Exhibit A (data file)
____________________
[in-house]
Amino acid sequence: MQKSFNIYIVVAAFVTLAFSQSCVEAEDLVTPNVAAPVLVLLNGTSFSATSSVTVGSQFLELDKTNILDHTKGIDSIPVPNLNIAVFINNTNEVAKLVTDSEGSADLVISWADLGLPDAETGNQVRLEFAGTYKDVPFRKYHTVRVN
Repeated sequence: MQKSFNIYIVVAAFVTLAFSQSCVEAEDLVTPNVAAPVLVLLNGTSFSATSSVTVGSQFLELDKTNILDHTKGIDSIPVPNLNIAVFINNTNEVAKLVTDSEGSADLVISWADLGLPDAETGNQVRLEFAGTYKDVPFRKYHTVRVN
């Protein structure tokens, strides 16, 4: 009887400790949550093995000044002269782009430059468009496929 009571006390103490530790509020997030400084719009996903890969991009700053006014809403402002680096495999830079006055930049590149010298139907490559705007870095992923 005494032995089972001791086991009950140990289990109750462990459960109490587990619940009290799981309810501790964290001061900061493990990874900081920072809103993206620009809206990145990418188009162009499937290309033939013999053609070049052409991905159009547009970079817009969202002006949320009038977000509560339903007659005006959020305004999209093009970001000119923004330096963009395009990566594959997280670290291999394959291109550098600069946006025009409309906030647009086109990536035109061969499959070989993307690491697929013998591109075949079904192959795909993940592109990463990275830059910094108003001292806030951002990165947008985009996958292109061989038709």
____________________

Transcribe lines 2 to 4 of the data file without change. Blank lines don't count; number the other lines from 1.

Amino acid sequence: MQKSFNIYIVVAAFVTLAFSQSCVEAEDLVTPNVAAPVLVLLNGTSFSATSSVTVGSQFLELDKTNILDHTKGIDSIPVPNLNIAVFINNTNEVAKLVTDSEGSADLVISWADLGLPDAETGNQVRLEFAGTYKDVPFRKYHTVRVN
Repeated sequence: MQKSFNIYIVVAAFVTLAFSQSCVEAEDLVTPNVAAPVLVLLNGTSFSATSSVTVGSQFLELDKTNILDHTKGIDSIPVPNLNIAVFINNTNEVAKLVTDSEGSADLVISWADLGLPDAETGNQVRLEFAGTYKDVPFRKYHTVRVN
């Protein structure tokens, strides 16, 4: 009887400790949550093995000044002269782009430059468009496929 009571006390103490530790509020997030400084719009996903890969991009700053006014809403402002680096495999830079006055930049590149010298139907490559705007870095992923 005494032995089972001791086991009950140990289990109750462990459960109490587990619940009290799981309810501790964290001061900061493990990874900081920072809103993206620009809206990145990418188009162009499937290309033939013999053609070049052409991905159009547009970079817009969202002006949320009038977000509560339903007659005006959020305004999209093009970001000119923004330096963009395009990566594959997280670290291999394959291109550098600069946006025009409309906030647009086109990536035109061969499959070989993307690491697929013998591109075949079904192959795909993940592109990463990275830059910094108003001292806030951002990165947008985009996958292109061989038709």